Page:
This HTML5 document contains 185 embedded RDF statements represented using HTML+Microdata notation.

The embedded RDF content will be recognized by any processor of HTML5 Microdata.

PrefixNamespace IRI
dcthttp://purl.org/dc/terms/
n13https://www.newberry.
yago-reshttp://yago-knowledge.org/resource/
dbohttp://dbpedia.org/ontology/
foafhttp://xmlns.com/foaf/0.1/
dbpedia-wikidatahttp://wikidata.dbpedia.org/resource/
dbpedia-eshttp://es.dbpedia.org/resource/
yagohttp://dbpedia.org/class/yago/
n29http://commons.wikimedia.org/wiki/Special:FilePath/Johnhowardpayneportrait.
schemahttp://schema.org/
dbthttp://dbpedia.org/resource/Template:
rdfshttp://www.w3.org/2000/01/rdf-schema#
n35http://dbpedia.org/resource/Category:Union_College_(New_York)
n30http://dbpedia.org/class/yago/UnionCollege(NewYork)
n22http://www.ontologydesignpatterns.org/ont/dul/DUL.owl#
n17https://web.archive.org/web/20090109144736/http:/www.songwritershalloffame.org/exhibits/bio/
n4http://dbpedia.org/resource/Category:Burials_at_Oak_Hill_Cemetery_(Washington,_D.C.)
n27http://rdf.freebase.com/ns/m.
n18http://dbpedia.org/resource/Category:Writers_from_New_York_(state)
n14http://dbpedia.org/resource/Category:Songwriters_from_New_York_(state)
rdfhttp://www.w3.org/1999/02/22-rdf-syntax-ns#
n16http://wikidata.org/entity/
n20http://songwritershalloffame.org/exhibits/bio/
n26http://www.gutenberg.org/files/21864/21864-h/21864-h.
n7http://en.wikipedia.org/w/index.php?title=John_Howard_Payne&oldid=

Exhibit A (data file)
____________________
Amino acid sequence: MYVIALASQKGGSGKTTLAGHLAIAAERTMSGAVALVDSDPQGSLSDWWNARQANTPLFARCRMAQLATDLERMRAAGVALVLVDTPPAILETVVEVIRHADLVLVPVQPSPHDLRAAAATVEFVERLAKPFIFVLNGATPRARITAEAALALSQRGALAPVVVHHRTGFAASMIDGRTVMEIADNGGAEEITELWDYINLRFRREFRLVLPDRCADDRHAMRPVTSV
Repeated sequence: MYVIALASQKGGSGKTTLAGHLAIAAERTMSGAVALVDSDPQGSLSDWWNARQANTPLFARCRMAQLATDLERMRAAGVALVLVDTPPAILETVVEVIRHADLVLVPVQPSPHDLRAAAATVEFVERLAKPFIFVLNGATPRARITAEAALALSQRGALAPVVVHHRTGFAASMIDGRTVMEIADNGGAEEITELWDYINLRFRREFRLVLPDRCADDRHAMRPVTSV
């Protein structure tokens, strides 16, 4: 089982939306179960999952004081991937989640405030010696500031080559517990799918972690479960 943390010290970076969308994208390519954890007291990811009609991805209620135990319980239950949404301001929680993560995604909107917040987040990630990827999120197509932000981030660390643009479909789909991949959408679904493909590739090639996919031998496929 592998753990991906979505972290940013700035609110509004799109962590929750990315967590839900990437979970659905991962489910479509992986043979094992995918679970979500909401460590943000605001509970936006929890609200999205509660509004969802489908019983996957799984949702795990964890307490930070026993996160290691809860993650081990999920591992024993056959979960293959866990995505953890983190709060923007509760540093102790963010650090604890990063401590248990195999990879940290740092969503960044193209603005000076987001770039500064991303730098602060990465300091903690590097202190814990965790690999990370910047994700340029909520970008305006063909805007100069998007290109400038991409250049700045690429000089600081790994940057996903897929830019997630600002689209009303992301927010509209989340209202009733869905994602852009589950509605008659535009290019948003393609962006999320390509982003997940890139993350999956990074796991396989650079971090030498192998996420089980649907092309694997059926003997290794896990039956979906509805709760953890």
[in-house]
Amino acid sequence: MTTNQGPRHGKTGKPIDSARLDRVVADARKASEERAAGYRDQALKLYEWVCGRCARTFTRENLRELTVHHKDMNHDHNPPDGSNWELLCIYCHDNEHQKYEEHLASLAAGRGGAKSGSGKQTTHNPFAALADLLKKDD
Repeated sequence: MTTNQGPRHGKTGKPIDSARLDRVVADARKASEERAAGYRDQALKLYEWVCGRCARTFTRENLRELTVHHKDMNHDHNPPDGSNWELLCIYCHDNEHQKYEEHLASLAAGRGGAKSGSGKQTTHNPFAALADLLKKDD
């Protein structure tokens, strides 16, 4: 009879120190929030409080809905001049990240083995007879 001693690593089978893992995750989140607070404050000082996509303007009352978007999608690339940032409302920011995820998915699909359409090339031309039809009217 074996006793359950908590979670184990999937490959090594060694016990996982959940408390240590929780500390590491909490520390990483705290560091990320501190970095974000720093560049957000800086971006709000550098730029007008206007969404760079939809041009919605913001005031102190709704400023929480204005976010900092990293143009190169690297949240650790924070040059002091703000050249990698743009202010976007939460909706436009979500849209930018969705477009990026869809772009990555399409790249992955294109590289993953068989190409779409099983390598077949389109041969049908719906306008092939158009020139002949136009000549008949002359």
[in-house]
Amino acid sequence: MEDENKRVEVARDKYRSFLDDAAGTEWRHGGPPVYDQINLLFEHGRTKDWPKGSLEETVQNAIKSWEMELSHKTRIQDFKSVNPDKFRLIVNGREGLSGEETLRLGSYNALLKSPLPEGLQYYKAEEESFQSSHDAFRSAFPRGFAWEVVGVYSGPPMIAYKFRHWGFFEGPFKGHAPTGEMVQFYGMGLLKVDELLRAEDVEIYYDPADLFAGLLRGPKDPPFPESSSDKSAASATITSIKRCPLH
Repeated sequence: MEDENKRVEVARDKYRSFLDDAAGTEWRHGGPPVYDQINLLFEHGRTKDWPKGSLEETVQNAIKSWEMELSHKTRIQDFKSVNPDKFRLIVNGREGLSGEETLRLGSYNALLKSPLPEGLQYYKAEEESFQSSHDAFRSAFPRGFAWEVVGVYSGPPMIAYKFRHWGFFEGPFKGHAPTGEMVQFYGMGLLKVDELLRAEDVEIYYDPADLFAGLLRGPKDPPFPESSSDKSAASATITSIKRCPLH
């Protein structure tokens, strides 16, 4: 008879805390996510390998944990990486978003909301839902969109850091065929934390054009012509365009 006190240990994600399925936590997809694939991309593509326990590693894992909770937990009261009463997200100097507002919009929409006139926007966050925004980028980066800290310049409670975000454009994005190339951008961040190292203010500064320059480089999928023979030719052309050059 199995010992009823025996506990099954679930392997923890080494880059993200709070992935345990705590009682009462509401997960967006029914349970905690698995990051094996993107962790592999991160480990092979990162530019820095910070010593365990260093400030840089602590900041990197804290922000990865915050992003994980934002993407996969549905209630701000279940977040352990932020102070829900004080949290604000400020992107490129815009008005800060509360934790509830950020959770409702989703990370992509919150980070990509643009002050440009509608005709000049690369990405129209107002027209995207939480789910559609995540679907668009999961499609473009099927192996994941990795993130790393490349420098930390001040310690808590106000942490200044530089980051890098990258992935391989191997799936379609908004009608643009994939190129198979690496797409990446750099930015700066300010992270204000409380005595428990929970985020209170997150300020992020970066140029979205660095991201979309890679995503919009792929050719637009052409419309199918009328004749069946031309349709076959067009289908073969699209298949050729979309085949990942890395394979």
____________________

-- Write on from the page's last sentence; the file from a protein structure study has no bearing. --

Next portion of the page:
owlhttp://www.w3.org/2002/07/owl#
n31http://commons.wikimedia.org/wiki/Special:FilePath/Johnhowardpayneportrait.png?width=
n34https://mms.newberry.org/xml/xml_files/PayneJH.
wikipedia-enhttp://en.wikipedia.org/wiki/
dbphttp://dbpedia.org/property/
dbchttp://dbpedia.org/resource/Category:
xsdhhttp://www.w3.org/2001/XMLSchema#
wikidatahttp://www.wikidata.org/entity/
dbrhttp://dbpedia.org/resource/
n25https://findingaids.library.columbia.edu/ead/nnc-rb/
n21http://en.wikipedia.org/w/index.php?title=John_Howard_Payne&action=
Subject Item
dbr:John_Howard_Payne
rdf:type
yago:Dramatist110030277 yago:AmericanActors yago:Object100002684 yago:Official110372373 yago:Consul109959797 wikidata:Q5 yago:AmericanConsuls yago:AmericanDramatistsAndPlaywrights yago:AmericanLyricists yago:WritersFromNewYork yago:PhysicalEntity100001930 yago:Composer109947232 yago:Artist109812338 yago:Songwriter110624540 dbo:Agent yago:Creator109614315 yago:LivingThing100004258 n22:NaturalPerson yago:Communicator109610660 yago:Entertainer109616922 yago:Poet110444194 wikidata:Q24229398 yago:Actor109765278 yago:YagoLegalActorGeo yago:Diplomat110013927 owl:Thing yago:Writer110794014 n22:Agent yago:AmericanPoets yago:Organism100004475 n30:Alumni yago:Worker109632518 yago:Musician110339966 yago:SkilledWorker110605985 yago:Scholar110557854 yago:Intellectual109621545 schema:Person dbo:Person foaf:Person yago:YagoLegalActor yago:Performer110415638 yago:Alumnus109786338 wikidata:Q215627 yago:Lyricist110277912 yago:CausalAgent100007347 yago:Whole100003553 yago:Person100007846 yago:SongwritersFromNewYork
dbo:thumbnail
n31:300
owl:sameAs
yago-res:John_Howard_Payne n16:Q4401542 n27:0549zb dbpedia-es:John_Howard_Payne dbpedia-wikidata:Q4401542
foaf:isPrimaryTopicOf
wikipedia-en:John_Howard_Payne
foaf:name
John Howard Payne
rdfs:comment